I’ll be one of the first to admit that I’m a pack rat. I come from a proud line of pack rats. Not quite hoarding-level, but that’s just one floor up from where I am.
My wife, talented woman that she is, has a lot of materials and tools that she uses to create things. Her crafting area in the house is well-organized. Still, though, our space isn’t endless, and some of the tools that she has have gotten buried, tucked away in a drawer or a box somewhere. They’re almost always in their proper place, but the boxes of things tend to “blend together” after a while.
The rediscovery process
Today, she was cleaning up one area, and found a good set of craft knife blades that she had forgotten about. The way she put it was neat: She was rediscovering the stuff that she already has.
There are probably areas of my stuff that I can do this, too: magazines, various electronics and computer cables and adapters, metal parts, office supplies, etc. Things that I had saved from the trash or the giveaway pile that I envisioned using someday. A bit like a throwback to the 1930s when people saved almost everything that could be possibly reused.
This rediscovery process can get expensive, though. If out of sight does indeed become out of mind, then you’ll end up paying twice, or more, for items that you only need to buy once. So, treasure-hunting in your own house is a bit like making lemonade out of a bunch of lemons.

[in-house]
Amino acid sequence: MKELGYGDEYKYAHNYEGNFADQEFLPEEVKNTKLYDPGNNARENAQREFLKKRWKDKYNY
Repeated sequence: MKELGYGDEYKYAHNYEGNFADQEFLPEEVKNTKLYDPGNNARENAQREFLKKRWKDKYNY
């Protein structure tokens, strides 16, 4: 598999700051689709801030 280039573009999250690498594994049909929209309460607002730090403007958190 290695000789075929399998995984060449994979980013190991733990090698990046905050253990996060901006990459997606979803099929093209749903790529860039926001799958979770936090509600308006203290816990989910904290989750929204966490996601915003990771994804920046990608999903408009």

Some suggestions for breaking the cycle
Here are a few ideas that we’ve tried with varying degrees of success, or will try:
- Catalog, high-tech. I got a number of CDs one time at a flea market, and eventually tried cataloging them with a smartphone app that read the bar codes from the CDs.
- Catalog, low-tech. Pencil and paper, man. I assembled as many of our printed instruction manuals as I could and put them in big 3″ binders with a handwritten index tucked in the front cover.
- Catalog, medium-tech. A quick internet search turned up a promising desktop app called Data Crow. It has out-of-the-box capability for cataloging several common kinds of collections, and the capability to be customized for just about any kind of collection.
- Display things better so that they don’t get out of sight (and out of mind).
- And there’s the tried and true suggestion of just saying good-bye to stuff that hasn’t been used in a while.
Do you catch yourself saying, “OOHHH! THAT’S where that was!” often? Or used to, and don’t anymore?